US President Donald Trump on Tuesday warned that the coronavirus crisis in the US is likely to "get worse before it gets better" as lawmakers met in Washington DC to discuss a historic coronavirus rescue package.
"Some areas of our country are doing very well," Trump said, speaking at his first formal White House virus briefing since the end of April. "Others are doing less well."
"It will probably, unfortunately, get worse before it gets better — something I don't like saying about things, but that's the way it is," he said.
There has been "a concerning rise in cases in many parts of our South," the president said.
The comments came at the end of a briefing that lasted less than half an hour, in which no health officials were present.
Read more: 'Wear masks in public,' WHO advises
Trump 'getting used' to mask
In an about-face, Trump urged Americans to wear face masks to help slow the spread of the deadly infection. Over 141,000 people in the US have died from the coronavirus.
"We are asking everybody that when you are not able to socially distance, wear a mask," Trump said. "Whether you like the mask or not, they have an impact. They will have an effect and we need everything we can get."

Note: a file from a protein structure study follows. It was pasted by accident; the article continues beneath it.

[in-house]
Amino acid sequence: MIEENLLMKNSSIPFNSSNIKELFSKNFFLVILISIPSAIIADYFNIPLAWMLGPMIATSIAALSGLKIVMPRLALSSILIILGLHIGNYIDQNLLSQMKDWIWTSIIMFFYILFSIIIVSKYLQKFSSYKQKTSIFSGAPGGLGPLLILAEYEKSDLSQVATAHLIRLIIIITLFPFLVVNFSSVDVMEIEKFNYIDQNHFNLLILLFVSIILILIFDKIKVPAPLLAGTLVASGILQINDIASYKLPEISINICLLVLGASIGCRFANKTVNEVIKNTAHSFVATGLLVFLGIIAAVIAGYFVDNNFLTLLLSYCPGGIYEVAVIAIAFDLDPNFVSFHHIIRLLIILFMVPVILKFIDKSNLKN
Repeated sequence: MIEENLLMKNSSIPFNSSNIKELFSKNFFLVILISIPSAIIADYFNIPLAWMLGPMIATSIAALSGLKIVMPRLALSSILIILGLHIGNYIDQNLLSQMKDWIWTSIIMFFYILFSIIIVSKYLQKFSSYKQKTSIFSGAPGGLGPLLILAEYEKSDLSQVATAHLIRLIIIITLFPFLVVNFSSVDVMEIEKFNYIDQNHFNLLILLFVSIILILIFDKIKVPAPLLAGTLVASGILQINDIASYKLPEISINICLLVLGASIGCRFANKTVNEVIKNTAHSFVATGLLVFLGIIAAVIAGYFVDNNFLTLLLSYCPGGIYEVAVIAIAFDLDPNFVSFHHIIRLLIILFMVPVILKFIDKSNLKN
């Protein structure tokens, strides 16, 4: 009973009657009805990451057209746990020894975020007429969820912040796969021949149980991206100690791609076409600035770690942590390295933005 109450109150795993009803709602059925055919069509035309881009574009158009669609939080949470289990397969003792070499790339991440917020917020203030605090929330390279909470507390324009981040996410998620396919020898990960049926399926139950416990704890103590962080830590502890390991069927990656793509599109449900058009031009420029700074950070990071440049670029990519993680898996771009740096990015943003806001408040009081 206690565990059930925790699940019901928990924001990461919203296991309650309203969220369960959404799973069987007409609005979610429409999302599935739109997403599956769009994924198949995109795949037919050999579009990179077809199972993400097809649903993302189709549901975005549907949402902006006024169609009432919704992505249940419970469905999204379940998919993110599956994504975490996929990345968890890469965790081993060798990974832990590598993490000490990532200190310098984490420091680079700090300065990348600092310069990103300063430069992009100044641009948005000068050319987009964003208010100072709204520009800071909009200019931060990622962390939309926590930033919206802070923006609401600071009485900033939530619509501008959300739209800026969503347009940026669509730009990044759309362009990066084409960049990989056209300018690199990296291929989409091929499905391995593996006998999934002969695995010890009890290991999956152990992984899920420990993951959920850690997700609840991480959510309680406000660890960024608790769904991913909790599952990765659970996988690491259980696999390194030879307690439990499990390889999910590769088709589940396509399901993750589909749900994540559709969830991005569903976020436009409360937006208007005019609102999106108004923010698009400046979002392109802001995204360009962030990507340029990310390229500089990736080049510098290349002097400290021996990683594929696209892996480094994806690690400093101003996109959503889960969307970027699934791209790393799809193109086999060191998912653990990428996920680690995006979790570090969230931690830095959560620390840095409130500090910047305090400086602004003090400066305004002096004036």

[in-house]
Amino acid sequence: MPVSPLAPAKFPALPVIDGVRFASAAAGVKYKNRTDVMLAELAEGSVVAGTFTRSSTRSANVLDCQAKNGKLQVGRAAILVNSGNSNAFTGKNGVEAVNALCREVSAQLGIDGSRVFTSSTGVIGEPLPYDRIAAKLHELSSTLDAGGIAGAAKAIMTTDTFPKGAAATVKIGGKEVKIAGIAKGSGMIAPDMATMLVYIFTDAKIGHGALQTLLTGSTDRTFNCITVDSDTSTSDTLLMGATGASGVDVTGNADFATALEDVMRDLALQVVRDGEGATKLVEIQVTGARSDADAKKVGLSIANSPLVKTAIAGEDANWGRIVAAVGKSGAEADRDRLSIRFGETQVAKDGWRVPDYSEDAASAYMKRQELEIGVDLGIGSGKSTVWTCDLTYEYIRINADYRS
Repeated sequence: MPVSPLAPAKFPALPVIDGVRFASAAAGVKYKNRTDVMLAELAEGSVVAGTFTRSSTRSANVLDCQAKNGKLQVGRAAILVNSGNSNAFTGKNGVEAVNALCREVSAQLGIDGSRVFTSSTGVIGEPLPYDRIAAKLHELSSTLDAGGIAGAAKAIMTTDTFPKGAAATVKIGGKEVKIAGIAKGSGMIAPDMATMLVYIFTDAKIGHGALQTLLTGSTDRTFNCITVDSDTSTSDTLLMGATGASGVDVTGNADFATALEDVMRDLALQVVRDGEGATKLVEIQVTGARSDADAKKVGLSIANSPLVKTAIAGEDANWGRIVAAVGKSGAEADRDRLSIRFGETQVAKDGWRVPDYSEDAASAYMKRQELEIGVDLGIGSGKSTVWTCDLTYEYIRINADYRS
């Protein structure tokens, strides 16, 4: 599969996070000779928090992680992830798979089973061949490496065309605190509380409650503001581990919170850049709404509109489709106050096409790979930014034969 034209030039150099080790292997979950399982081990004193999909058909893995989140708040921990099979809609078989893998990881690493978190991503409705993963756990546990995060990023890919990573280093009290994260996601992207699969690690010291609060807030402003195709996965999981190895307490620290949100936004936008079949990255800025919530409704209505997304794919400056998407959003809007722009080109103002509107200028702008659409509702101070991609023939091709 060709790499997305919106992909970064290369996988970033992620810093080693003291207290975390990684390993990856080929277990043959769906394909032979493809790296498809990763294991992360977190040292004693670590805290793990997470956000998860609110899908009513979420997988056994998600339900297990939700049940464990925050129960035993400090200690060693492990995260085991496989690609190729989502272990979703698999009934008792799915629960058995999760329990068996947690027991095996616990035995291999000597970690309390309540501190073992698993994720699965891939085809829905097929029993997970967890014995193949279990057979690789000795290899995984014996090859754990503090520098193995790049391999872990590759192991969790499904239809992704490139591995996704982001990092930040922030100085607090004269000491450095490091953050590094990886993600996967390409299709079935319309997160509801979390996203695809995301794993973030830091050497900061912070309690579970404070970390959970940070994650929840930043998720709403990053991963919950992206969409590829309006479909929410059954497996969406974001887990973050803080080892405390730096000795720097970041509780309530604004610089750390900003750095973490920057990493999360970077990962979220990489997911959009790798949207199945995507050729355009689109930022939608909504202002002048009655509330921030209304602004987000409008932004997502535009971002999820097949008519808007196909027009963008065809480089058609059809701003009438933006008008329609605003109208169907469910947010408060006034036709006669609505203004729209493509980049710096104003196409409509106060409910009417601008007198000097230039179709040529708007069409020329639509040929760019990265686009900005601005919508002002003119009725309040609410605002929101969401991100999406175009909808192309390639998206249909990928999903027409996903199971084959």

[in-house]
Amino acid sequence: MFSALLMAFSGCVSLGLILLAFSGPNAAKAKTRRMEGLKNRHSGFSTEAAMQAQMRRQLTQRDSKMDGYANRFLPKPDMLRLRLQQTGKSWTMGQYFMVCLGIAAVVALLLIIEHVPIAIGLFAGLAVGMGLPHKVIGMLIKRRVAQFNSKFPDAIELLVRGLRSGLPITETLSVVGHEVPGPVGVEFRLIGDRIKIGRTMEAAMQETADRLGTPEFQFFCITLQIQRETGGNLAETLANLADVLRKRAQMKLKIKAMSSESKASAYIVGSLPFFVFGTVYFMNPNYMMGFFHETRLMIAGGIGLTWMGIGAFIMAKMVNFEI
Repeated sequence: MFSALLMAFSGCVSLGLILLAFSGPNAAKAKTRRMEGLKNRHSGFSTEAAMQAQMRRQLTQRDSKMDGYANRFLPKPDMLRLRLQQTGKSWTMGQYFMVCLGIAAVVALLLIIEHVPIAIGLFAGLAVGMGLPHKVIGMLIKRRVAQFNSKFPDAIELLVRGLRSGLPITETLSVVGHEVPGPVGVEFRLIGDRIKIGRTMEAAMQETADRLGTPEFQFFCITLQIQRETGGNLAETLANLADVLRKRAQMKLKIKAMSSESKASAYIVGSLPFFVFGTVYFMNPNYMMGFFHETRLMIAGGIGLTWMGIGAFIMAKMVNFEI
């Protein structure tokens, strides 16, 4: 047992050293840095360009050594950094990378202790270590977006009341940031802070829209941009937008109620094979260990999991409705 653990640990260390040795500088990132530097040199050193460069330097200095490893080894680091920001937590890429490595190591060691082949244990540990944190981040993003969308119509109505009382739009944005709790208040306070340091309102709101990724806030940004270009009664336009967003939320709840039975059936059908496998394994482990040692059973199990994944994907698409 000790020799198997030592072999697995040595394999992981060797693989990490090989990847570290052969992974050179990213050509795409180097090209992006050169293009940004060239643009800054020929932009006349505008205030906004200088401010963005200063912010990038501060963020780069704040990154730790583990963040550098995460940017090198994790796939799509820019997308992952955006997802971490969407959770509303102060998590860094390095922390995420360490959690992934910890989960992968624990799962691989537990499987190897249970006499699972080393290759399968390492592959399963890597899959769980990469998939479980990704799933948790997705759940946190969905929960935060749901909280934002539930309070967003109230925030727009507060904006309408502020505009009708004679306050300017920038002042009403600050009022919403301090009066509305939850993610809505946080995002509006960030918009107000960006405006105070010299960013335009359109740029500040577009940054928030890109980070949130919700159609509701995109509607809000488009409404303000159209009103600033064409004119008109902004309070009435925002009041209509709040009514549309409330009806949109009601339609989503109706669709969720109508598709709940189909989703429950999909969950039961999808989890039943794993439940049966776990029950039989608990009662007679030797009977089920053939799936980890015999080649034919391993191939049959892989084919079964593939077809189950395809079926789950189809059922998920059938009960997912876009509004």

Trump said he is "getting used to" wearing a mask and that he has "no problem" wearing one.
"I carry it. I wear it ... and I'll continue," he said in the briefing.
Over the past months, Trump has resisted wearing a face mask in public and once suggested that doing so was a political statement against him.
The goal is "not merely to manage the pandemic but to end it," Trump said.
"The vaccines are coming and they're coming a lot sooner than anyone thought possible," he said.
Trump also repeated his assertion that the virus "will disappear."
Read more: On accepting US election result, Donald Trump says 'I have to see'
The briefing came as US lawmakers and White House officials negotiated on coronavirus rescue plan that could potentially value more than $ 1 trillion (€ 867 million).
With the US presidential election just over three months away, polls show Americans are increasingly unhappy with the president's handling of the pandemic. Trump is currently trailing in popularity behind his Democratic rival, Joe Biden.
The US has 3,887,664 COVID-19 infections — more than any other country.
kp/nm (AFP, AP)